vector2d

2D Vector library offering Float32Array, Object or standard Array based vectors.

Vec2D - 2D Vector Library for JavaScript

Full API support is available in the browsers listed in green above. Browsers marked in red generally support the library, but do not support Float32Vectors so simply don't use these and you'll be fine.

Version 2.0.0 has been updated to remove my manual build steps in favour of using the awesome browserify.

As of version 2.0.0 all methods on the Vec2D object have been removed, only the classes ArrayVector, Float32Vector and ObjectVector are left. I made this choice to ensure it's always explicitly known which type of Vector is being created and to make the library easier to work with.

An easy to use 2D Vector library with 3 methods of Vector representation to allow you to squeeze out as much performance as possible.

Vec2D provides 3 main modes of Vector representations (classes):

  • ArrayVector
  • Float32Vector
  • ObjectVector

Regardless of class used all library functions can be used in the same manner and developers will not need to worry about the vector representation. You should also be able to mix vector types as the interface and base class used is consistent across the types with only the underlying data structure used to store the axes being modified.

The mode used depends on use case, for example if you plan to create many vectors in each frame of a game, but perform very few operations on them then ArrayVector might be fastest. Float32Arrays can be used for faster operations on vectors, but creating these is expensive so it is important to choose the best vector representation for your application.

To install:

  $ npm install vector2d

To use:

  // Usage in node.js application if installed via npm 
  var Vec2D = require('vector2d');

Just include a script tag as you'd expect:

<script src="path/to/vec2d.js" type="text/javascript"></script>

Performance can be gauged by running the command below. This currently only operates in a node environment so you need to run it from a terminal.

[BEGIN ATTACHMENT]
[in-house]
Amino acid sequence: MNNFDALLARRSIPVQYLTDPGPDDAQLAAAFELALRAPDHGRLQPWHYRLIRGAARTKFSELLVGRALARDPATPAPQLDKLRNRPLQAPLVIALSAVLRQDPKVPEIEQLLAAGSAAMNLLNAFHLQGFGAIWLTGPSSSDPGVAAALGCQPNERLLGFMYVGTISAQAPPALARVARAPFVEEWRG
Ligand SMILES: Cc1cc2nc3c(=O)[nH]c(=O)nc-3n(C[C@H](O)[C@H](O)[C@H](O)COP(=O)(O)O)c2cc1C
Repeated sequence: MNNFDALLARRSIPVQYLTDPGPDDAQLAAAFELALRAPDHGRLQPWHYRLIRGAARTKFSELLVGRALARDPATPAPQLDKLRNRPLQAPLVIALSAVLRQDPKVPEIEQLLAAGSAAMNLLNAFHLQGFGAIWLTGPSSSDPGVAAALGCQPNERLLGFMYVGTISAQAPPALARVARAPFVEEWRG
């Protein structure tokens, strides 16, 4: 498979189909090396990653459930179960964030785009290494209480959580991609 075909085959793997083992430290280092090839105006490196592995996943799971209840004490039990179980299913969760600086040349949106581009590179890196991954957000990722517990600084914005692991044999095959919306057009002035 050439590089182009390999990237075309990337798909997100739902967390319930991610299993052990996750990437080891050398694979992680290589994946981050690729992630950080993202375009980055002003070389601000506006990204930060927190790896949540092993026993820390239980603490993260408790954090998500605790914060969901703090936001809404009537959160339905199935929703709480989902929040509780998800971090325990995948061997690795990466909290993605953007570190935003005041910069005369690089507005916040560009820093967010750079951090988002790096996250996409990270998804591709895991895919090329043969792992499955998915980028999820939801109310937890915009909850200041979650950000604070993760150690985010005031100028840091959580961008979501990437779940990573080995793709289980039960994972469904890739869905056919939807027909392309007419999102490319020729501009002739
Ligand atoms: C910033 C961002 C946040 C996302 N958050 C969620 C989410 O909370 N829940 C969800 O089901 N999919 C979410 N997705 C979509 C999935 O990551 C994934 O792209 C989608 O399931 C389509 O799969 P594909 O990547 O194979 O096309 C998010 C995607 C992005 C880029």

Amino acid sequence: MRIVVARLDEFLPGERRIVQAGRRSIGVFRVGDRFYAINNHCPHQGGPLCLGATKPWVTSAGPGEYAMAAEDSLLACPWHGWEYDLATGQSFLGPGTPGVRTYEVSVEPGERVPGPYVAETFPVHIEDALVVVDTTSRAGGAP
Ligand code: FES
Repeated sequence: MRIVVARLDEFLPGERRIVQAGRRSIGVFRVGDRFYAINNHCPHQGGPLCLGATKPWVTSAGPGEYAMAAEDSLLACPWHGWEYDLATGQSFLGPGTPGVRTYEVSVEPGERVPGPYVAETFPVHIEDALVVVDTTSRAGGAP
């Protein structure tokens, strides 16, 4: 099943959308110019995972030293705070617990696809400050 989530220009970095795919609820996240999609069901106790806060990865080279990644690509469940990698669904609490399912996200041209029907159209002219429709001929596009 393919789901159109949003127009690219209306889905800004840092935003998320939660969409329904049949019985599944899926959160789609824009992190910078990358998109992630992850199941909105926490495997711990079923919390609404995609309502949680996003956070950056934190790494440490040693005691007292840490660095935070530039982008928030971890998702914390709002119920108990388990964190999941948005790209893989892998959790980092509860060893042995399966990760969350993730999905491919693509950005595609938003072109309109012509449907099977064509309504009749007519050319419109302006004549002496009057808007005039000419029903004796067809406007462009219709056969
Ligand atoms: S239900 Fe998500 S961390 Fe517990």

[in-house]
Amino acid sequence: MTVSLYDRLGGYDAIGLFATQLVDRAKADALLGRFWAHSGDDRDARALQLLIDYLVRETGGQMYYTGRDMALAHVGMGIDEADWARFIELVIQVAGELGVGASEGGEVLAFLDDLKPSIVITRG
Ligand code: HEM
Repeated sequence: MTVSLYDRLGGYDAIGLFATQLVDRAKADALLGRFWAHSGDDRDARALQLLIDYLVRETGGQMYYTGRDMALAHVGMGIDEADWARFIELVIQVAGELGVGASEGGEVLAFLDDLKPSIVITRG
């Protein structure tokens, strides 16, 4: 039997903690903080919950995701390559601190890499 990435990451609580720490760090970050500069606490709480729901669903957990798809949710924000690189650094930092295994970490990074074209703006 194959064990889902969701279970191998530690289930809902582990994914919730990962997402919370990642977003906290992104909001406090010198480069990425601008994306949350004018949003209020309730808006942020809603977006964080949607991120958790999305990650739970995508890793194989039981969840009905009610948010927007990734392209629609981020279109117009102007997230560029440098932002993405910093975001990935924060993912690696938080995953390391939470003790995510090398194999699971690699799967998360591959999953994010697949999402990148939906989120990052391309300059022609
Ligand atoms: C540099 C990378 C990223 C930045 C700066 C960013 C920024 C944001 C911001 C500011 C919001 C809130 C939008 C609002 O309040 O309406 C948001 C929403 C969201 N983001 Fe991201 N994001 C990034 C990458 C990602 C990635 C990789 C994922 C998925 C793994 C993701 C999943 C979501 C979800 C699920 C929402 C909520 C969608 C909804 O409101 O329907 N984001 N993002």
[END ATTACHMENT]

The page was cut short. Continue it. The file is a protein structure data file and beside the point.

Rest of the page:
Evan@Evans-MacBook-Pro:~/vec2d$ make performance
node --expose-gc ./performance/index.js
Tests are averaged from 5 passes/runs on a set of 100000 vectors. Please wait...
 
Float32Vector:
"generate (e.g new Float32Vector)", 936ms
"add", 38ms
"subtract", 36.8ms
"round", 6ms
"abs", 6.2ms
"magnitude", 3.8ms
"clone", 883.2ms
"zero", 3ms
"reverse", 6.8ms
"toString", 8.4ms
"multiplyByScalar", 6.6ms
"normalise", 11.4ms
"divS", 7ms
"lengthSq", 4.8ms
 
ArrayVector:
"generate (e.g new Vector)", 34ms
"add", 39.8ms
"subtract", 36.4ms
"round", 4.6ms
"abs", 4.2ms
"magnitude", 2ms
"clone", 6.2ms
"zero", 1.6ms
"reverse", 4.4ms
"toString", 14ms
"multiplyByScalar", 5.8ms
"normalise", 9ms
"divS", 6.4ms
"lengthSq", 4.2ms
 
ObjectVector:
"generate (e.g new ObjectVector)", 10ms
"add", 24.2ms
"subtract", 23.6ms
"round", 7ms
"abs", 6.6ms
"magnitude", 3.2ms
"clone", 6.8ms
"zero", 3.6ms
"reverse", 5.4ms
"toString", 27.6ms
"multiplyByScalar", 7ms
"normalise", 10.4ms
"divS", 8.4ms
"lengthSq", 4ms

To avoid garbage collection and allow for faster operation all vector instance methods will modify the existing vector where possible. If you want to produce a new vector as a result of an operation do not use instance methods. The example below demonstrates this.

  // Create a vector 
  var v0 = Vec2D.ObjectVector(23, 150);
  var v1 = Vec2D.ObjectVector(23, 150);
  var v2 = Vec2D.ObjectVector(13, -50);
 
  // Add v1 and v0 to produce a new Vector 
  var result = v0.clone().add(v1);
  // Prints "(46, 300)" 
  result.toString();
  // Prints "(23, 150)" 
  v0.toString();
 
  // Add v1 to v0 using instance method. 
  v0.add(v1);
  // Prints "(46, 300)" as the underlying vector has been modified 
  v0.toString();
 
  // Will return -14402 
  v2.dot(v0)

Vectors returned by calling Vec2D.ObjectVector/ArrayVector/Float32Vector(x, y) have the following methods accessible on them. All instance methods modify the underlying vector where appropriate. For example calling multiplyByScalar will multiply the vector x and y components by the provided number and return the updated underlying vector itself (a reference to this) rather than a new instance. The benefit if this is that less objects are created meaning improved performance and methods can be chained.

So, what if I don't want to modify the underlying vector you ask!? Simple v.clone(), checkout the example below.

  var av0 = Vec2D.ArrayVector(10, 0),
    av1 = Vec2D.ArrayVector(0, 5);
 
  // Methods are chainable where you'd expect 
  var result = av0.clone().add(av1);
  result.toString(); // (10, 5) 
 
  // It hasn't changed! 
  av0.toString(); // (10, 0) 

Convert vector to a String with format "(0, 0)"

Convert vector to standard JavaScript Array [2.823, 1.541]

Covert vector to a JSON object with format { x: 1.4, y: 8 }.

Modify this vector by adding the provided vector to it.

Modify this vector by subtracting the provided vector from it.

Check does this vector equal the provided vector.

Multiply this vector by provided vector.

Divide this vector by provided vector.

Multiply this vector by a number.

Divide this vector by a number.

Returns dot product from this vector and the provided vector.

Returns cross product from this vector and the provided vector.

Reverse the values in this vector.

Convert stored values to absolute values.

Find the distance between this vector and the provided vec;

Set vector values to 0.

Rotate vector by provided radians.

Returns a clone of this vector.